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Effect of task factors on the heart rate recovery time in a lifting task

Abstract

BACKGROUND:

There is an extensive body of research reviewing the effect of task factors on the Maximum Acceptable Weight of Lift (MAWL) or heart beats elevation as a result of a manual material handling task. However, there are now studies that investigate the effect of task factors on the heart rate recovery time (HRR).

OBJECTIVE:

The purpose of the study was twofold: (1) to determine the HRR for a series of lifting tasks based on the activity heart rate and by using a set of task variables, (2) to compare the effect of three task factors on the HRR following a lifting task.

METHODS:

This research was constituted of capturing the duration that heart rate needs to get to a steady state following a lifting task, along with conducting the survey of perceived exertion (Borg). Three independent variables of this study (task-factors) were weight of the lift (10 and 20 kg), frequency of the lift (6 and 9 lifts per minute), and the duration of the lift (5 and 10 minutes). Given the possible treatment combinations, a total of 8 treatments was obtained. Twenty-four university male students performed the lifting tasks in a between-subject design. Each participant performed one treatment by lifting a box from knuckle to shoulder height at a certain frequency, duration and weight. All eight treatments were equally replicated with three observations per treatment group.

RESULTS:

Increasing weight and frequency of the lift significantly increased the HRR (respectively by 37% and 34%), while the HRR had a slight decrease when duration was doubled (approximately -2.7%). Weight of the lift was the only factor led to a significant change in the perceived difficulty of the task among participants (approximately 20%).

CONCLUSIONS:

Among main factors, frequency and weight of the lift had a significant effect on the HRR (p-values < 0.1). Among the interaction effects, the interaction of frequency and duration had a significant effect on the HRR. The only factor that had a significant effect on the Borg-rating was weight of the lift (p-value < 0.1).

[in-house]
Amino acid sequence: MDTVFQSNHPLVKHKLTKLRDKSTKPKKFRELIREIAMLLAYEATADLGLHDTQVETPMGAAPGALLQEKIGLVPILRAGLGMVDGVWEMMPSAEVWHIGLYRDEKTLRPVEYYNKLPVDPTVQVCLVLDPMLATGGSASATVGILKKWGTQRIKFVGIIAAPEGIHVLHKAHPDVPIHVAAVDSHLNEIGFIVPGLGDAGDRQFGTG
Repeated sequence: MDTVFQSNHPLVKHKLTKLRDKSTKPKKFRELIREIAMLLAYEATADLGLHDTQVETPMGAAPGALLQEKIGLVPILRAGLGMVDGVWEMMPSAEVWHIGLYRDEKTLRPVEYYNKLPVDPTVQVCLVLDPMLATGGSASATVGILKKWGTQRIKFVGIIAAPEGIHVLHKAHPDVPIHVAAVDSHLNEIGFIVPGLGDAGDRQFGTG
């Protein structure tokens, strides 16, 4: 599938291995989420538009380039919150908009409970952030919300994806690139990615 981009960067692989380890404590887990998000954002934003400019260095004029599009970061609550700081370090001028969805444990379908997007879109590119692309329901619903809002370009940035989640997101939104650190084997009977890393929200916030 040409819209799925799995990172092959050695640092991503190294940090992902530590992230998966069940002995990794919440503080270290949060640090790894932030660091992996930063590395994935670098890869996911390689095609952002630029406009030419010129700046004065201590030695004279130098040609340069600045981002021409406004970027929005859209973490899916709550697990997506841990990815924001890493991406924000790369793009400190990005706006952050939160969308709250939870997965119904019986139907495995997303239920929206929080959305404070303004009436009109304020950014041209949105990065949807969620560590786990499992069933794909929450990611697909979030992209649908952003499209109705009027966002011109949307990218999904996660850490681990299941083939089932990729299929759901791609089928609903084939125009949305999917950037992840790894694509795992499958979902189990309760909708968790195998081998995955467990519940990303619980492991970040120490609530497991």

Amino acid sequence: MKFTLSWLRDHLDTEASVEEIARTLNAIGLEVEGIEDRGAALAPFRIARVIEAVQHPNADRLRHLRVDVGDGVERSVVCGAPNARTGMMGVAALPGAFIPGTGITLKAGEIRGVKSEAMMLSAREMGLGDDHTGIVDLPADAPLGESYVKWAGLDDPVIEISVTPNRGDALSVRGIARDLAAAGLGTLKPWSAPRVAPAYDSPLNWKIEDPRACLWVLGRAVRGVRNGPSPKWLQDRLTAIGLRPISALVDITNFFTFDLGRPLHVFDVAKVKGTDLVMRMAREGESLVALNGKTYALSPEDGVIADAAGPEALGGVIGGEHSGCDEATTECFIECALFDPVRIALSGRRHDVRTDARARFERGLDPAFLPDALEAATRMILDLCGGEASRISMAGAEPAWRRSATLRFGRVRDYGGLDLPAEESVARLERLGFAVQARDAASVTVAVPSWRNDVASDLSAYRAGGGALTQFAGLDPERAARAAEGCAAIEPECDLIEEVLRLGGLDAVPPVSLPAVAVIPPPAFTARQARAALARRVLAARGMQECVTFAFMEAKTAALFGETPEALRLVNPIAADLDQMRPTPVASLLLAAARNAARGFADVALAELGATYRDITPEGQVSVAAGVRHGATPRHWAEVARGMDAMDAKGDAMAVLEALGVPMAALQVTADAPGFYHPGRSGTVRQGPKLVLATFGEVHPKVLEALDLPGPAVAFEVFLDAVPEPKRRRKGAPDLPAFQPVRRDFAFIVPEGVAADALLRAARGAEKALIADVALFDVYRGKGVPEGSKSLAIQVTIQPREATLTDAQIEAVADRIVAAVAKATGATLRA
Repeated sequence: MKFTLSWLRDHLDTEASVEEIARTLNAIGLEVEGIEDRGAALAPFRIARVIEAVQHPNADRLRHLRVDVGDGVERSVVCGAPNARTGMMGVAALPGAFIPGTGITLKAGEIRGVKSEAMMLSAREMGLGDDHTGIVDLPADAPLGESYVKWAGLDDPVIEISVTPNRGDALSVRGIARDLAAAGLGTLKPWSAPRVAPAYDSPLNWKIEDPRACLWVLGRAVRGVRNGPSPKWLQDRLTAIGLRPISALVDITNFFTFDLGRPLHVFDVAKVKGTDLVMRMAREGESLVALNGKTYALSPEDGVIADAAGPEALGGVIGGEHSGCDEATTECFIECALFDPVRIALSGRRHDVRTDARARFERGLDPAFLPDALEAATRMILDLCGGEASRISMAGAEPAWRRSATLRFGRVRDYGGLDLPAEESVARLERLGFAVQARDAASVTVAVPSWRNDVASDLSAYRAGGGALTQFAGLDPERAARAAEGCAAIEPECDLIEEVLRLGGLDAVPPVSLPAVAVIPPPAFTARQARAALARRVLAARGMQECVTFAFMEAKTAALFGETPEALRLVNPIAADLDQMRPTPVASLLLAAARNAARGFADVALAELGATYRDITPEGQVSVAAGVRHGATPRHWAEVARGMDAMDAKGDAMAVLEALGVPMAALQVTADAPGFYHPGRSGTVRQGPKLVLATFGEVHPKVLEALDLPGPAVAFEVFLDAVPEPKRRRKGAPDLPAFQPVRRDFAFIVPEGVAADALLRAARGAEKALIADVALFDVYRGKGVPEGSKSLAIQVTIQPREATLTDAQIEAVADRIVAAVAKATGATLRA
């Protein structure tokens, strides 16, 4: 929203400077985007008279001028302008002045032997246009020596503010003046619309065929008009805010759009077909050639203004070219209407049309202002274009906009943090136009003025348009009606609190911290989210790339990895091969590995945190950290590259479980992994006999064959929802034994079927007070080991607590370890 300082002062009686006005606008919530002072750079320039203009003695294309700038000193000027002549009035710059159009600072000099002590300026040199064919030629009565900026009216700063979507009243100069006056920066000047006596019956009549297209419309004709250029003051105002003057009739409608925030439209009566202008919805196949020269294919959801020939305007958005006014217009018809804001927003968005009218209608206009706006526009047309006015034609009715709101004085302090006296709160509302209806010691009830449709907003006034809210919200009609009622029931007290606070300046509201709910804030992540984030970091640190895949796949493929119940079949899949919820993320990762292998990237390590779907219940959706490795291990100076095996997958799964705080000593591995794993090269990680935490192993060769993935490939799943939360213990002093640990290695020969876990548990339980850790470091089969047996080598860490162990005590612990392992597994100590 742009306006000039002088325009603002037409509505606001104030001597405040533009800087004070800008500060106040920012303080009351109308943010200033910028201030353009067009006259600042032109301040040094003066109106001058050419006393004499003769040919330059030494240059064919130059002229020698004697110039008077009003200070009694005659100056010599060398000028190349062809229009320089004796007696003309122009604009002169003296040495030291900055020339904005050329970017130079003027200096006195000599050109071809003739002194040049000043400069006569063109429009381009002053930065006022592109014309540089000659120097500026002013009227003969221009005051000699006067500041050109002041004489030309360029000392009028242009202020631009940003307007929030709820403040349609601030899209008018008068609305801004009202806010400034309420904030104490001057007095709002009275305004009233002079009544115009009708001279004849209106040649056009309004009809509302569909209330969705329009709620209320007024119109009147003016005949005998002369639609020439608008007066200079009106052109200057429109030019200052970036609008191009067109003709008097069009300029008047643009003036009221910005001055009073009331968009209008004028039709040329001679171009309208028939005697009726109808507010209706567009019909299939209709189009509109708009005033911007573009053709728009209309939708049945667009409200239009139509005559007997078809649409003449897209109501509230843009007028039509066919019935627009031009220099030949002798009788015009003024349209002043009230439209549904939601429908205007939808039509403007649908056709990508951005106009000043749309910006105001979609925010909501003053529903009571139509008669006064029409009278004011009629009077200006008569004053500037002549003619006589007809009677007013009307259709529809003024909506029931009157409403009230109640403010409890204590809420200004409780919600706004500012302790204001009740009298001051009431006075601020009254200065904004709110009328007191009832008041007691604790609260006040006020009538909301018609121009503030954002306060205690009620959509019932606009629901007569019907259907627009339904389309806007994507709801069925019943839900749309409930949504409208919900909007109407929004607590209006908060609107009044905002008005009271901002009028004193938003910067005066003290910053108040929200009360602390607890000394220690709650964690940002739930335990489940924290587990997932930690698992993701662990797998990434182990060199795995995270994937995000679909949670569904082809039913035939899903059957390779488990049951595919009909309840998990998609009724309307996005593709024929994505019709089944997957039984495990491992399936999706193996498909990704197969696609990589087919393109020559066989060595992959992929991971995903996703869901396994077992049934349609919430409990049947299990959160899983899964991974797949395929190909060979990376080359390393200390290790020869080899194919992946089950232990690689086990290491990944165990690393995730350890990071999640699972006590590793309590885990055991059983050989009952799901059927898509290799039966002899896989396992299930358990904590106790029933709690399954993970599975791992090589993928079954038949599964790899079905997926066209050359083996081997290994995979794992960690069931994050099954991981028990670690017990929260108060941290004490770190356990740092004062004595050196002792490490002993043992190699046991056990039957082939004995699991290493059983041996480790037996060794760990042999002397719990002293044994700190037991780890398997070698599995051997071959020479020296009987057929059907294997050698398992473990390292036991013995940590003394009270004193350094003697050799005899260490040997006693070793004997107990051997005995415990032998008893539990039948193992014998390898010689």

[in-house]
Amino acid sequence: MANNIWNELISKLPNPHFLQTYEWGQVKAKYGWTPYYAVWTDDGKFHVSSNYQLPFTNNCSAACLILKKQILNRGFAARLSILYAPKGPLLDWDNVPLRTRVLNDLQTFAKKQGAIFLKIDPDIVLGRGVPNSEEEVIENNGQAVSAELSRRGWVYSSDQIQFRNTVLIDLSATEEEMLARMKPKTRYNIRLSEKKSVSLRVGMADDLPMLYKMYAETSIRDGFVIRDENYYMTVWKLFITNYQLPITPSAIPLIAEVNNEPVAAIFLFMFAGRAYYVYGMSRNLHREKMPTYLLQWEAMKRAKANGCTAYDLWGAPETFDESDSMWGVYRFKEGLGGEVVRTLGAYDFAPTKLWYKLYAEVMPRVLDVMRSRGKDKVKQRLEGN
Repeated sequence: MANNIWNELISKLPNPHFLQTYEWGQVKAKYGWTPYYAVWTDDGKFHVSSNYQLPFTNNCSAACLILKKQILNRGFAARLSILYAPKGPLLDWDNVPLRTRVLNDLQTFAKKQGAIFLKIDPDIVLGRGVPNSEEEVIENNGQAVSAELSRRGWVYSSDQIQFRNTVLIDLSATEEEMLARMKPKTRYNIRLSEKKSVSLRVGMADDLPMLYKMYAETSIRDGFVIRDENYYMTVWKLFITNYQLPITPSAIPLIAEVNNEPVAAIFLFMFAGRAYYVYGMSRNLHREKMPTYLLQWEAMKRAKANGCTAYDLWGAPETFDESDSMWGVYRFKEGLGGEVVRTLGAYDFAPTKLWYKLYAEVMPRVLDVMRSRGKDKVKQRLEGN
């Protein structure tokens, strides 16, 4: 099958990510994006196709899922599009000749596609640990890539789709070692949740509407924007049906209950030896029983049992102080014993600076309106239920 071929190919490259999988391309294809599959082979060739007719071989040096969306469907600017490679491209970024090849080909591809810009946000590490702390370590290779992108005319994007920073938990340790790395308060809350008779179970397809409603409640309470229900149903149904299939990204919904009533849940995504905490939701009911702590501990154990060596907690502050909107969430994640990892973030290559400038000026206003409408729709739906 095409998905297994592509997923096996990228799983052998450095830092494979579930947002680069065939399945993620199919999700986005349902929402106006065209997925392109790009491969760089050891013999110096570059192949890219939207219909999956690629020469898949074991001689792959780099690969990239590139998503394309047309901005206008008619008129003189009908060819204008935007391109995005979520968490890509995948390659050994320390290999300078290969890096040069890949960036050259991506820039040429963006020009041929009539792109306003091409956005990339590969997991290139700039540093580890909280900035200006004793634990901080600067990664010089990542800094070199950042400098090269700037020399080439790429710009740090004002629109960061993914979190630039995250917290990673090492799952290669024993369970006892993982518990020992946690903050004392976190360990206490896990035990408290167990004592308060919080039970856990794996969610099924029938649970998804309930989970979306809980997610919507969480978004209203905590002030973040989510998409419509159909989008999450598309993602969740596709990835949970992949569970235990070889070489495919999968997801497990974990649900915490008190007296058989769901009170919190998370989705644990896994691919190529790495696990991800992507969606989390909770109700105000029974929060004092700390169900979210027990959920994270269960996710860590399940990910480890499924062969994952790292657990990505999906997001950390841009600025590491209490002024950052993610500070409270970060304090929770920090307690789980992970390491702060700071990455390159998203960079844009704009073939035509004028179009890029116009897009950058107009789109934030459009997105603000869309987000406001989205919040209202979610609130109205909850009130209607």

1.Introduction

Musculoskeletal disorders (MSDs) are injuries of muscles, tendons, ligaments, joints, and nerves which can affect almost all tissues and most often involve the arms and back [1, 2]. Work-related musculoskeletal disorders (WMSDs) are conditions in which the work environment or performance contribute to MSD [3]. According to OSHA [4], WMSDs are a leading cause of pain, suffering, and disability in American workplaces. In 2014, MSDs accounted for 32% of all injury and illness cases at the workplace [5]. According to the same article, in 2014 there were 365,580 cases of musculoskeletal disorders with an incident rate of 33.8 cases per 10,000 full-time workers which resulted in a median of 13 days away from work per person.

Some professions sustain higher rates of injury than others. For example, laborers and freight, stock, and material movers; nursing assistants, and heavy truck and tractor-trailer drivers incurred a higher number of MSDs in 2015 than any other profession [6]. In addition to causing acute and chronic health problems to workers, MSDs result to high costs. Annual costs for MSD related workers’ compensation is estimated to be about $20 billion a year for direct costs and $100 billion for indirect costs [4]. Direct costs are related to the actual cost of treatment and clinical cost and indirect costs are related to the impact of injury, lost earnings, the cost of time off work, and the burden on the economy [7, 8]. In addition to physical injuries, research shows that workers who have prolonged absence from work as a result of MSD, are prone to suffer from psychological distress and disorders [9].

Manual material handling (MMH) tasks are inseparable parts of many industries and in many cases human physical input is needed in performing such tasks. MMH can be defined as moving objects from an origin to a destination by using body parts especially the hands. Generally speaking, there are two main types of manual material handling tasks: individual tasks and combined tasks [10]. Examples of individual tasks are pushing, holding, pulling, lowering and lifting, whereas combined tasks can be a mixture of two or more individual tasks [11]. According to Verbeek et al. [12], MMH tasks, especially lifting, are associated with a high risk of lower back pain (LBP). Research shows that 70–85% of the population experience back pain at some point in their lives and about 2% of the US workforce are compensated for back injuries each year [13].